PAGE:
Mcgregor vs Mayweather: Should it Happen?
MCGREGOR VS MAYWEATHER: Should this fight happen, it may well be responsible for one of the biggest changes in fight promotion history since Mixed Martial Arts entered the combat sports arena. We ask not whether this bout will happen but whether it should.
As the relatively new sport of Mixed Martial Arts worked its way up the media ladder and challenging the undisputed supremacy of professional boxing as the world’s #1 fight sport, there have been many flash points where the two sports have clashed. It seems the old guards of boxing now feel the threat of the young upstart, MMA, to its once unassailable crown. The very real possibility of MCGREGOR VS MAYWEATHER happening, presents some very interesting questions around the sports of boxing and MMA.
While boxing debates whether such a bout should go ahead, dignitaries in the sport such as Oscar De La Hoya in an open letter to the boxing community, asks to boycott the event, calling the event a “circus, farce and money grab.” Sports writers all over the world, seemed somewhat split on the merits of what would be an incredible spectacle of the world’s two highest paid fighters, in their respective sports, squaring off in a true boxing match. However in boxing, at least they seem unanimous in the belief that this is a battle unwinnable by the Irishman McGregor.
What no one seems to be asking, well at least publicly, is what it would mean for the two sports should McGregor win?
This is an unthinkable situation for boxing as a sport and the feeling is echoed across every plaudit in boxing. However in a recent interview on the subject, UFC president Dana White (see the interview here) stated some simple facts:
“The Great thing about fights is you never know who’s going to win…”
“If Floyd was guaranteed to win, no one would pay for it. Conor’s 27, Floyd’s 40. Conor’s the bigger stronger guy, he has knockout power, it’s an interesting fight”.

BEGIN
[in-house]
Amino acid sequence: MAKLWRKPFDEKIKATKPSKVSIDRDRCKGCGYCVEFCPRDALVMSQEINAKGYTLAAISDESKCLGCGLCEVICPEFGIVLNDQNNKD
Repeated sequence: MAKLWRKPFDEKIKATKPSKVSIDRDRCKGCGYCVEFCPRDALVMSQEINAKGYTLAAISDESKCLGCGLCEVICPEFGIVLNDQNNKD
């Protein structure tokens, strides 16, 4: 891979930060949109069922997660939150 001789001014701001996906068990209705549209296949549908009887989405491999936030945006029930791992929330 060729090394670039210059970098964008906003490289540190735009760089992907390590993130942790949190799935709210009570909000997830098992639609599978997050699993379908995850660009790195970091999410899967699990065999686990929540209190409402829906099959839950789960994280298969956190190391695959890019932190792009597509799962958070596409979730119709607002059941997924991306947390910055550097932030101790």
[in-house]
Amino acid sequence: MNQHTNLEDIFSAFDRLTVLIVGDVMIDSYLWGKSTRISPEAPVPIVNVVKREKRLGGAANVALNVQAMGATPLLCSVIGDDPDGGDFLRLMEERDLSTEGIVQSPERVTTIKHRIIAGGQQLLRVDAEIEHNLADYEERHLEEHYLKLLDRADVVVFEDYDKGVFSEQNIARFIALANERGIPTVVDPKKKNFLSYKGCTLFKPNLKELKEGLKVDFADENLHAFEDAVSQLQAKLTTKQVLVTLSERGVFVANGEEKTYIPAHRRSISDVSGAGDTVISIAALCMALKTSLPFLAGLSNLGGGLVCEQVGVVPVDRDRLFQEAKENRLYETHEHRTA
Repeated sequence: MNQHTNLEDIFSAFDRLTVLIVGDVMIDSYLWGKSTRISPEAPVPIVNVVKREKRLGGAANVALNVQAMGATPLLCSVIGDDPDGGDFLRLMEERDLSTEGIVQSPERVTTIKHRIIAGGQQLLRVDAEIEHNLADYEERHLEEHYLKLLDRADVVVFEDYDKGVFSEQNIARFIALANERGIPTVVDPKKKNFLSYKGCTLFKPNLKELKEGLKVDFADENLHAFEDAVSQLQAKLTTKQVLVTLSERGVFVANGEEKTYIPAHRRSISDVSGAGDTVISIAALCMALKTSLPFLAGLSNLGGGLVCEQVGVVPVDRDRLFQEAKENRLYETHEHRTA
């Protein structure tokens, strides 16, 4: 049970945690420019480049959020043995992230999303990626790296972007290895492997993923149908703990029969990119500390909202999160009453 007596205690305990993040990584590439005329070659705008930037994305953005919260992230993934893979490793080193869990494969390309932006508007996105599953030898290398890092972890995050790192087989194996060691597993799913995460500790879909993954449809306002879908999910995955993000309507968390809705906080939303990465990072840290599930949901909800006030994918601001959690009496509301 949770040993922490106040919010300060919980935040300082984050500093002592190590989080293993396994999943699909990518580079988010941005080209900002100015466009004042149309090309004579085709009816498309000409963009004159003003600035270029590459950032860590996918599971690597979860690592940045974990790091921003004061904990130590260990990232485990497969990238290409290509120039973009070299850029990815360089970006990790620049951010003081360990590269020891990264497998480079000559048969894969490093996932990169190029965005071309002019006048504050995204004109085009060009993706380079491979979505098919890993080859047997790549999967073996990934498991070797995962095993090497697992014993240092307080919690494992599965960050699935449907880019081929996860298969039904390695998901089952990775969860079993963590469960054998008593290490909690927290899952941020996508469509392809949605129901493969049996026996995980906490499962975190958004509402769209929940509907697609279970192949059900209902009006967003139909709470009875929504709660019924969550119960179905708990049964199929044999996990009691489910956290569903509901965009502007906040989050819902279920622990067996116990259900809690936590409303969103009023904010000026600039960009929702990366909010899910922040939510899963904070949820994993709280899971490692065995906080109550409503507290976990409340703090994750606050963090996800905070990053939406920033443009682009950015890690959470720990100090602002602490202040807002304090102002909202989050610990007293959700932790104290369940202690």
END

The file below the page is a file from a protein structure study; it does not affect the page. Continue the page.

In recent years boxing as a sport has regained some of the ground that MMA had taken. From its PPV rival at a grass roots level and in the world’s top bouts, names such as Gennady Golovkin, Carl Frampton, Canelo Alvarez and Kell Brook are all becoming household names in the sport. The recent heavy weight thriller between Wladimir Klitschko and Anthony Joshua, was a huge event watched by boxing fans worldwide, and therefore it is certainly perceivable that the proposed bout could be damaging to the sport overall. Certainly should the unthinkable happen, and the debut professional boxing bout of the “Notorious”, result in a victory against arguably the greatest boxer of his generation.
Perhaps the basic philosophy of the two sports is one of the reasons why the proposed fight may be seen so differently by both, the establishment of the respective sports and the fans.
Style versus Style: The Boxer Versus the Modern MMA Fighter.
So in writing this section I must start with this: I love boxing! In fact of all the sports I’ve been involved with, boxing in many ways my favorite but I’ve sat in the MMA camp for a long time and over the years, have seen a shift in thinking from both sports. With every serious MMA team now employing a straight up boxing coach, there has certainly been an emphasis on building genuine boxing skills in mixed martial arts fighters. However I still see old the old rivalry between the purist boxing community and MMA. Read on!
In the early 90’s the Ultimate Fighting Championship came forward asking the age old martial arts question, whose style is the greatest? The fledgling UFC organization brought competitive martial arts to the world’s television screens pitting Karateka versus Judo, boxer versus wrestler, Muay Thai fighter versus Jiu Jitsu, all in a scene reminiscent of Roman gladiatorial combat. Before too long, the sport of Mixed Martial Arts had the world’s attention for both the right and wrong reasons.